Scott Brown votes to protect subsidies for Big Oil [View all]
Senate votes to protect oil company subsidies
By Steve Benen
President Obama spoke from the White House's South Lawn this morning, urging Congress to end the $4 billion in tax subsidies oil and natural gas companies receive from the government every year. Obama noted that "Exxon pocketed nearly $4.7 million every hour" last year, and simply doesn't need taxpayer subsidies on top of companies' massive profits.
The president added "it's like hitting the American people twice."
Even if the bill had gained Senate approval, House passage was extremely unlikely, but the vote will likely play a role in the Democrats' election-year message. Vulnerable incumbents like Sens. Scott Brown (R-Mass.) and Dean Heller (R-Nev.) toed the party line on oil subsidies, and it seems likely that voters in Massachusetts and Nevada will be reminded of this morning's vote in the fall.
Big Oil Runs Ads For Scott Brown, Breaking ‘People’s Pledge’ Ad Ban
By Rebecca Leber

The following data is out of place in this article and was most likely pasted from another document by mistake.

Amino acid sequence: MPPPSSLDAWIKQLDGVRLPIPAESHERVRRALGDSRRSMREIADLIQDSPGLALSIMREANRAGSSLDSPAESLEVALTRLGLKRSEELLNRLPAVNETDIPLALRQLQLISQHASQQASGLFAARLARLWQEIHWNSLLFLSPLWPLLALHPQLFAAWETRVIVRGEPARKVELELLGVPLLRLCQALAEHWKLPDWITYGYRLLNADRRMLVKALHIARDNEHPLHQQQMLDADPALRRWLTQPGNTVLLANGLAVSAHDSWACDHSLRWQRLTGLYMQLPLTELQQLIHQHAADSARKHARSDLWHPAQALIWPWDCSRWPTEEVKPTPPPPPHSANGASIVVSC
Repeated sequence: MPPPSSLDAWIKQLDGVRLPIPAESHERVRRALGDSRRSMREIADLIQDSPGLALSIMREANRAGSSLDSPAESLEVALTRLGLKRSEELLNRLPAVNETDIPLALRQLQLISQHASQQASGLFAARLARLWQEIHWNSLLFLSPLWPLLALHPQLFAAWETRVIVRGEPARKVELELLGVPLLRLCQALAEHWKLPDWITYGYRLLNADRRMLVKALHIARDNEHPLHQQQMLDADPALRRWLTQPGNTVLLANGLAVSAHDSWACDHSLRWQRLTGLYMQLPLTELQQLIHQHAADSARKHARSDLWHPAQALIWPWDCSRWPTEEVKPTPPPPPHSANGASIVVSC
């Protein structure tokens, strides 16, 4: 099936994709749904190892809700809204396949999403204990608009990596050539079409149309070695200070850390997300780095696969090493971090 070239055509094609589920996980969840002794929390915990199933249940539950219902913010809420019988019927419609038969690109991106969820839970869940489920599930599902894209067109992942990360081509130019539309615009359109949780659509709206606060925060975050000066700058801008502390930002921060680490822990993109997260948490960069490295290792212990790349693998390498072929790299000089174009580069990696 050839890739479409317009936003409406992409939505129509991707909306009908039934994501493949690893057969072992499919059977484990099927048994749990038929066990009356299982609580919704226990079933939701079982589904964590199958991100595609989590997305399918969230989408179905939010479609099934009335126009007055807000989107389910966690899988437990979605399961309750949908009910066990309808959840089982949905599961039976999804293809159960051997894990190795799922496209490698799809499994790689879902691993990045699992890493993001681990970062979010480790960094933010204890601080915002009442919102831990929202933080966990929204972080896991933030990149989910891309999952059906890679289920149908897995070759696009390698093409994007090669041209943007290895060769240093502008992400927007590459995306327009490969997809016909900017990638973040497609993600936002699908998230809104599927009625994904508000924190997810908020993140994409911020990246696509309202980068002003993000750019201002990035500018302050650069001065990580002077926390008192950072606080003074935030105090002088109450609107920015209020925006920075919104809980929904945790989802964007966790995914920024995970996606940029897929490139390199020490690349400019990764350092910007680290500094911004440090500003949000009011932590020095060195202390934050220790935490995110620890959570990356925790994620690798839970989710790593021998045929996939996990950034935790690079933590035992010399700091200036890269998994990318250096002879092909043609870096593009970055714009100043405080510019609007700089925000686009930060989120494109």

The oil lobby group American Petroleum Institute launched ads in Massachusetts late last week on behalf of Koch-funded candidate Sen. Scott Brown (R-MA), as part of its $2 million national campaign to protect oil subsidies.
Unfortunately for Brown, the ads violate the “People’s Pledge” he made with Senate candidate Elizabeth Warren earlier this year, banning outside group spending in the race. Elizabeth Warren’s campaign manager Mindy Myers noted the oil-subsidy ads “are funded by big oil and clearly support Brown’s position”:
It has come to our attention that the American Petroleum Institute has been running radio and print ads to support Senator Scott Brown’s position on tax breaks for big oil companies. Given Senator Brown’s past vote in support of these tax breaks, and the fact that these ads are funded by big oil and clearly support Brown’s position on this issue, this is a violation of the People’s Pledge.
According to the agreement, when an ad runs the candidate who benefits must donate the sum to charity. This is already the second time Brown has cut a check because of outside groups supporting his campaign.
The Warren-Brown deal may minimize dirty Super PAC tactics in their own race, but it doesn’t prevent outside group interests from dictating Brown’s voting record. Koch Industries has donated $15,250 to Brown’s campaign this cycle, and he’s taken in close to $200,000 from oil and gas during his career. Before he voted against the oil subsidy repeal last year, Chevron, ConocoPhillips and Exxon contributed to Brown’s campaign.